- One of the four students who reports to me at work is a political conservative from an anti-vaxxer family. HIPPA laws forbid me from asking students to disclose health information. So, I wrote my four student workers earlier in August, described my own vaccination history and said this: You have the choice not to disclose your vaccination status. I have the choice to protect my health. If you choose not to disclose, or if you seek a university exemption for the vaccine, we will hold our meetings over Zoom.”
- Two electricians entered my kitchen the other morning and introduced themselves. Neither had on a mask. I asked if they were vaccinated, as our general contractor for this remodeling project had promised all subcontractors would be. The electricians, two young white men, said they were not. Trying not to display my disdain too overtly (their job entails entering people’s homes!), I told them they would have to mask up inside our house. Then I strapped on a mask, too, in solidarity.
I saved the best for last. Because this example involved not confrontation or silent condemnation or self-righteous judgment, or any of those aggressive traits I have tried to moderate with age. This exchange centered on curiosity.
I met a sometime friend, a woman I had not seen since before COVID, for a cup of coffee and a walk this past Sunday. She got out of the car unmasked and seemed to hesitate about wearing one. Keeping my voice neutral, I asked if she was vaccinated. And then instead of recoiling or sneering when she said no, I simply asked a question.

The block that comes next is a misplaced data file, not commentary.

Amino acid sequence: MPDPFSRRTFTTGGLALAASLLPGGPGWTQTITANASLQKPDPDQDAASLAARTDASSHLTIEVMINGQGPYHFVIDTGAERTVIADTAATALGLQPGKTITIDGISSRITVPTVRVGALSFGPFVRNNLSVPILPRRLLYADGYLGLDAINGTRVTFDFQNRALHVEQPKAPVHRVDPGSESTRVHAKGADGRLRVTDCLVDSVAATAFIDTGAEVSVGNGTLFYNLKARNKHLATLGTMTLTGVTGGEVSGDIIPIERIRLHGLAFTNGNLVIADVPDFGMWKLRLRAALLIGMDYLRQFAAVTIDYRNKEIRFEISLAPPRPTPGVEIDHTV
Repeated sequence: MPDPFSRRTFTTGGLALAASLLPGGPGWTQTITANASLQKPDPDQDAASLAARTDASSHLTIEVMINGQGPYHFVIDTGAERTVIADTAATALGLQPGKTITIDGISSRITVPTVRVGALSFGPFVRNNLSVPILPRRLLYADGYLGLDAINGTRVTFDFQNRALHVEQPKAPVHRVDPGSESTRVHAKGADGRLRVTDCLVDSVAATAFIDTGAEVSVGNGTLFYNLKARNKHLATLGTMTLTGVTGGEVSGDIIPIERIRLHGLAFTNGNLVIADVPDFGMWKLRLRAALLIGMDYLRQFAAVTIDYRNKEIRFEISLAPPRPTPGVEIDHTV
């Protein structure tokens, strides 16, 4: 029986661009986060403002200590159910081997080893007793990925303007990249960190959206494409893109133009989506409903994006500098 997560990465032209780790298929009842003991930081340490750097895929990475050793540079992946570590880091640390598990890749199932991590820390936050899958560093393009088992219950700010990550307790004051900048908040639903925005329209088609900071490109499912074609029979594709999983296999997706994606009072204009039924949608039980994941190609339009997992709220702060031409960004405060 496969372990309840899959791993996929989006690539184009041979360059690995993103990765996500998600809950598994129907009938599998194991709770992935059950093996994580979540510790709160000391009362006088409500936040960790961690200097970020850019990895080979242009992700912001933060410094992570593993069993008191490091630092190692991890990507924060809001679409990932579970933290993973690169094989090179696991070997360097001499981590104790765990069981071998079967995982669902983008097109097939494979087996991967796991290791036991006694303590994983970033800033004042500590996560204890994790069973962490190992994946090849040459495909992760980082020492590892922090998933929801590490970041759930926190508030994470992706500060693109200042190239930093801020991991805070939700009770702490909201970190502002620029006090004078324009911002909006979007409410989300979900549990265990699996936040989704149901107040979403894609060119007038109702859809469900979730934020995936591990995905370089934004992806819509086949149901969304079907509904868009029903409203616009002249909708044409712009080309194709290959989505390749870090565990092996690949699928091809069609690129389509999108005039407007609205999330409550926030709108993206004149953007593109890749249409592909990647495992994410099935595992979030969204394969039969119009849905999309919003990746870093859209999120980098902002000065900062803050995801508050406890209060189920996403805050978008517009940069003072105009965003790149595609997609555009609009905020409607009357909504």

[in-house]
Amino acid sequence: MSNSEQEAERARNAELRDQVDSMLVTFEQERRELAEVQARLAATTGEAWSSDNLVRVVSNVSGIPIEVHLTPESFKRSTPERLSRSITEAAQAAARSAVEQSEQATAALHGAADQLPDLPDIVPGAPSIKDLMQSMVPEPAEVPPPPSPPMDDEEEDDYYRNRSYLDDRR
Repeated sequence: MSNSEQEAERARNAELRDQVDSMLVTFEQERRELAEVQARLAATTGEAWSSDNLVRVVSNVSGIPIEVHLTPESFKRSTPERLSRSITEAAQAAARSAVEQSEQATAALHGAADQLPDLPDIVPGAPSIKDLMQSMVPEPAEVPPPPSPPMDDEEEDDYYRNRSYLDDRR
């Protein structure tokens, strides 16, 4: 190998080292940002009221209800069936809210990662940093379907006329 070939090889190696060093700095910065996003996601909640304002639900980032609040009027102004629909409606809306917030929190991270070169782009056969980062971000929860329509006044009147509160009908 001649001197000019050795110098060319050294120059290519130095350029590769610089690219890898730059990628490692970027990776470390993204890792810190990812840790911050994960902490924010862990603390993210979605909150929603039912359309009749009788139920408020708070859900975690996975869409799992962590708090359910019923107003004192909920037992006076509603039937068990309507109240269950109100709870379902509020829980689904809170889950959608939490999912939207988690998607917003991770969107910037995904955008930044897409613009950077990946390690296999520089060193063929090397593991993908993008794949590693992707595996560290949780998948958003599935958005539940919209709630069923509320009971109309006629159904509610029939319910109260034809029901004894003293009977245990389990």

So, Becky, how do you feel about vaccines? The specifics of her answer are less important than the conversation that ensued, the give-and-take, the attempt at, if not agreement, then mutual understanding.
I thought of my talk with Becky later that afternoon as I was listening to a podcast by New York Times reporter Ezra Klein.
He was interviewing journalist Anna Sale, whose book, Let’s Talk About Hard Things, is drawn from her podcast “Death, Sex & Money.” (You know, the hardest things.) She talks with people about touchy topics by listening with intention, asking open-ended questions, demonstrating how curiosity can lead us away from the divisiveness that currently derails any attempt at discourse in our society.
“When you commit to having that [hard] conversation with a spirit of: ‘I want to learn more. Help me understand. Tell me what that was like for you. That’s interesting, I wouldn’t respond that way,’ then you come away seeing that other person in a deeper way,” said Sale, “and also feeling seen.”
I can change how I respond to people who see the COVID threat differently than I do. I can stay away from them. I can mask up and limit my exposure. I can try to learn more about their fears and their beliefs.
The day I pulled out of a three-hour shift at my employer’s booth inside the Education Building at the Minnesota State Fair, where no masks or proof of vaccination were being required, I told a friend, “I’m feeling like a COVID crab.”
Then I recognized a more empowering, self-affirming reality: No, I am exercising choice in the face of the most challenging public health crisis of my lifetime.